Despite Israel’s scientific gains in life-extending technologies, it seems survivors aren’t going to live forever. Many survivors complain that their ability to reach young audiences is fading, for obvious reasons. This approach, that engagement with a chapter in the past can only be reached through personal experience with people who lived through that chapter, shows that the Holocaust is understood by these so-called ‘educators’ as an ahistorical narrative. Historians revisit Napoleonic wars without depending on ‘meetings’ with survivors of those wars. We believe that we can learn about  the Roman empire without expecting veteran Roman generals to visit our classes. Why then does the Holocaust needs its survivors? Why can’t the Holocaust be taught as a proper historical chapter through analysing texts and documents and encountering some opposing views? Because Holocaust education is driven by political interests and laws requiring such education are passed by means of emotional manipulation. It is there, of course, to serve Israeli and Jewish politics. The Holocaust is the raison d’être behind the Jewish state. But the Holocaust is also used to serve other global political trends such as (im)moral interventionism, pro-immigration, anti-racism, pro-liberalism and so on. The use of the Holocaust for political ends suggests that British youngsters may actually be more sophisticated than the banal minds that attempt to crudely indoctrinate them into submission. They sense that something about the holocaust education is not ‘straight forward,’ so to say. It is not taught as an open discourse, it is somehow different than other chapters in the past. It isn’t really open to discussion. As could have been expected, Corbyn and the Labour party are dealt some of the blame. They say:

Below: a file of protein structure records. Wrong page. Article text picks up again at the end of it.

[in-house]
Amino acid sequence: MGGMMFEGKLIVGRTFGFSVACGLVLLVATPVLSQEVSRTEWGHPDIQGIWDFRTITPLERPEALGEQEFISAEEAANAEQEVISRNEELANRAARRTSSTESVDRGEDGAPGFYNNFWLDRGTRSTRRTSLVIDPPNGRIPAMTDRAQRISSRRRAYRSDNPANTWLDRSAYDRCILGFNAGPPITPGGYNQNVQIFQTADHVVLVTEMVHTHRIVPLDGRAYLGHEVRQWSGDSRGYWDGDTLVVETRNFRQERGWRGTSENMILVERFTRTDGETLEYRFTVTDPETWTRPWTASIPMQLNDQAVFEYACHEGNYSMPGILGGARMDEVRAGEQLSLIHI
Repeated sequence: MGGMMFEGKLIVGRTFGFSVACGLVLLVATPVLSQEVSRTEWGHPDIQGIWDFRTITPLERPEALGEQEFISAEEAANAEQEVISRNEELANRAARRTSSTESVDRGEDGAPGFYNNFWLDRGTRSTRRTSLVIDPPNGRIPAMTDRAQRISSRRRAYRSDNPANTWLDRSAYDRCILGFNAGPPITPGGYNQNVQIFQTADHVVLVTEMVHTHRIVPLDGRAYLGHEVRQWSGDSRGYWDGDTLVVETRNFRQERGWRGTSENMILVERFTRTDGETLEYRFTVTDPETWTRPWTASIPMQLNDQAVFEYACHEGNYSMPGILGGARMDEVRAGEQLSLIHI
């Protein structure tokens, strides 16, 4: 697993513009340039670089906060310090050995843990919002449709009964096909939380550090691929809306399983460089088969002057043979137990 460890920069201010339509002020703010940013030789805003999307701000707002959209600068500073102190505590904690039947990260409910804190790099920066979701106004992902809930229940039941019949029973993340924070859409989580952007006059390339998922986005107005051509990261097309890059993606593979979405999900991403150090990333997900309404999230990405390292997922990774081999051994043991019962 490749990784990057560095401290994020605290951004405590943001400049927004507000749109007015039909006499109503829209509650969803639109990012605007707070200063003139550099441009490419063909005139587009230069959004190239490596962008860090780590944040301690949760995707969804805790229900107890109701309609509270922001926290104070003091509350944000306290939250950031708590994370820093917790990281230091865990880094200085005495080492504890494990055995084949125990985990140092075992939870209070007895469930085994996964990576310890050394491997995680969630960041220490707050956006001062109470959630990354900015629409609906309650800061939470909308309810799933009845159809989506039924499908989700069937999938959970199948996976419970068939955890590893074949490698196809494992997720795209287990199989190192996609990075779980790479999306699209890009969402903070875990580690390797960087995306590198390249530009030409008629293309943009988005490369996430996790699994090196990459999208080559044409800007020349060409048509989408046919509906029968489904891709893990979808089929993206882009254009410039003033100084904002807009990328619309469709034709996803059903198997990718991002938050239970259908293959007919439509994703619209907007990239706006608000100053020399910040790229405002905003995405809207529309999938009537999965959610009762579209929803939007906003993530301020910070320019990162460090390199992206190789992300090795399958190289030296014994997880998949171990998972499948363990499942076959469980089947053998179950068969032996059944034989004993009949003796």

The current debate over anti-Semitism in Britain’s opposition Labour Party and the views of its leader Jeremy Corbyn have also had a negative impact on Holocaust education in the classroom and made better teacher training even more imperative.

Apparently, British youngsters do not live in a bubble. A teacher said:

Students now ask about Holocaust denial and anti-Semitism … Two to three years ago I would not have had pupils who would have heard the terms.